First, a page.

“Maybe it’s time for you to get a Controller.”
I have said that to entrepreneurs more than once over the past few months. In every case, all of these companies had already brought in a person designated as CFO (Chief Financial Officer) to lead the financial aspects of their company. And in every case, that was the wrong type of person to hire for the specific needs of these companies.
What Should be Your First Hire?
Entrepreneurs who experience significant growth in their business may eventually hear this advice, be it from their CPA, their banker, or other entrepreneurs. Financial management in a growing business can become strained. Eventually, the time will come when the entrepreneur needs to upgradecertain members of the team.
The first instinct of most entrepreneurs seems to be to hire a CFO. In some cases this may be the right choice, but in many situations a controller or even a senior level bookkeeper might be what is really needed.
Let’s assume what you need to get done is the following:
– Keeps accurate records of financial transactions and also creates basic financial statements (Income Statement and Balance Sheet) using accounting software.
– Performs basic accounts payable management — makes sure bills get paid and records these entries into the accounting system.
– Performs basic accounts receivable management — if the business has to send invoices to customers to receive payment, sends out invoices monthly.
If this is the list of functions that need to be taken care of, you really need a senior level bookkeeper. These are the functions that would be in the job description of an experienced bookkeeper.
What Comes Next?
As a company grows and becomes more financially complicated, a controller adds more horsepower to the financial management team. Depending on the nature of the company, this often happens when the business grows to about $1 million to $3 million in revenues. (Although, I have seen companies much larger than that get by with a solid bookkeeper and a hands-on outside CPA).
A controller does the following tasks:
– Performs all of the functions of a bookkeeper or supervises the staff that does.
– Creates customized daily, weekly and monthly financial reports to meet the specific needs of a specific business.
– Chooses and maintains financial software.
– Provides basic cash flow management of the business. Major cash flow decisions should still be made by the entrepreneur, however.
Good controllers can pay for their salaries in a growing company. They do this by helping to create needed financial systems, by keeping costs under control, and by helping to manage cash flow more effectively.
When Do You Need a CFO?
One situation that may require a CFO is if a business must raise a significant amount of outside funding to get off the ground. This is particularly true if the CEO/founder does not have a strong financial background.
Some businesses may grow to the point that they need a CFO, but this is not true for every business. Many very large organizations don’t have CFOs. If the capital needed for growth must come from complex debt instruments, private equity, or venture capital, a CFO is likely to be an important addition to the leadership team.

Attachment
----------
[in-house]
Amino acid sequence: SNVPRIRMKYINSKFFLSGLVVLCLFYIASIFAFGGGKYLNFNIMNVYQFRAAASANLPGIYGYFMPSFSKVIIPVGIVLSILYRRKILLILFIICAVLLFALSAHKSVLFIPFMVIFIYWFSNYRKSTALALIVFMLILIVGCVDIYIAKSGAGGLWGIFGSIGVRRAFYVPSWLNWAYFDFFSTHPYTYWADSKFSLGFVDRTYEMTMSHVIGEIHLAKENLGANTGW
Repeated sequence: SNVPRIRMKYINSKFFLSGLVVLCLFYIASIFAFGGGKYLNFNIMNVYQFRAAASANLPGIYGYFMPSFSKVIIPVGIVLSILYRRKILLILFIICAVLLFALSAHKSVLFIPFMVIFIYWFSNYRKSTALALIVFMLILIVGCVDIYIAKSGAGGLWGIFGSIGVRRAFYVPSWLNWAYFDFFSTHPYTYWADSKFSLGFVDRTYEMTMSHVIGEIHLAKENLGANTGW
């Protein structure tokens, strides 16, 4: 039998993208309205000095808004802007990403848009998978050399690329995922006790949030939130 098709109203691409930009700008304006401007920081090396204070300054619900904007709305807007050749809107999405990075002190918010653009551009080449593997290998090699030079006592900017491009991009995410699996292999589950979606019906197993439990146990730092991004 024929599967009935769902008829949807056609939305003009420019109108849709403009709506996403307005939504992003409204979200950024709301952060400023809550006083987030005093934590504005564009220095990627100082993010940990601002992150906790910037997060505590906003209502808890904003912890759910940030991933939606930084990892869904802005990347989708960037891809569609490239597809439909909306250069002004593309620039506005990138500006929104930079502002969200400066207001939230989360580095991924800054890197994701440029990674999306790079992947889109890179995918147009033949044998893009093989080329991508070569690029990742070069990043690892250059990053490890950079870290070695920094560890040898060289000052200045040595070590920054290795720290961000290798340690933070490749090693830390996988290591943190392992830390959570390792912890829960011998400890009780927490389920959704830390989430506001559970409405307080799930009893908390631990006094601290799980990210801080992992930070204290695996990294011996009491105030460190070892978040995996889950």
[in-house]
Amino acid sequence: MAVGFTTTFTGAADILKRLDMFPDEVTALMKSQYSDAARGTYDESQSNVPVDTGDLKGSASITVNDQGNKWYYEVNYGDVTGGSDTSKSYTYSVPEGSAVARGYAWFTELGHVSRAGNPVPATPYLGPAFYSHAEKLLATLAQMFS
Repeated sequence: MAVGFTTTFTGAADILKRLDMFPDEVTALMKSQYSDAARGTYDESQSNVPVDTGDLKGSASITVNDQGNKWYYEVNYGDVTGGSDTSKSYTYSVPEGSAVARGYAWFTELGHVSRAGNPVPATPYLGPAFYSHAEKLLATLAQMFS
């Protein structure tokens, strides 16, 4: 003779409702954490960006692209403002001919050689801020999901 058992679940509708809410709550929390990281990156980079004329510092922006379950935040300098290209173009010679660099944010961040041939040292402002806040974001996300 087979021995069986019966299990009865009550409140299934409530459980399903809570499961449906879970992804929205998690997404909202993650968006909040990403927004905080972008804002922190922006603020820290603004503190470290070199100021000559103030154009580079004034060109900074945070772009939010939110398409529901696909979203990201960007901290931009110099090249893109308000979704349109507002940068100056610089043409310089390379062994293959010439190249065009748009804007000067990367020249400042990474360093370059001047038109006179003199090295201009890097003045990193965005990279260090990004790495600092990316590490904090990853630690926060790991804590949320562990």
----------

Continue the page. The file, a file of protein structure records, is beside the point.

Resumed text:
A CFO does the following tasks:
– Performs all functions of a Controller or supervises a staff that does these tasks.
– Structures and negotiates complex financing — including both debt and equity.
– Creates complex financial projections to aid in strategic decision making and is an active player in the strategic management of the business.
– Manages banker and other financial relationships for the business.
The Risks of Adding the Wrong Position
One risk of hiring the wrong person is that you end up overpaying for what you really need done. The typical salary of a controller can often be at least twice as much as the salary of a senior bookkeeper and an experienced CFO earns easily twice as much as a controller.
If a CFO does not have enough work to do in the financial management of the firm, idle hands can become the devil’s workshop. I have seen CFOs who become overly involved in the strategic decision making that should be the domain of the founders, sometimes creating unnecessary descent and conflict.
The titles “bookkeeper”, “controller” and “CFO” often get tossed around rather loosely. Many entrepreneurs give the title of CFO to people who are not qualified to be one. They may do this to help bolster the external perception of the company, or simply to offer a nominal reward to someone in place of higher salary. However, to bankers and investors, titles within the financial management of a business have specific meaning. If you give the title of CFO to someone with the knowledge and qualifications to be a senior bookkeeper, you may destroy the credibility of your business with bankers and investors.
Finding the Right Person
Use your advisors, CPA firm, your banker, and your network of experienced entrepreneurs to determine what type of financial professional your business actually needs. Once your needs are clearly established, these same people can also help you find a pool of candidates to interview.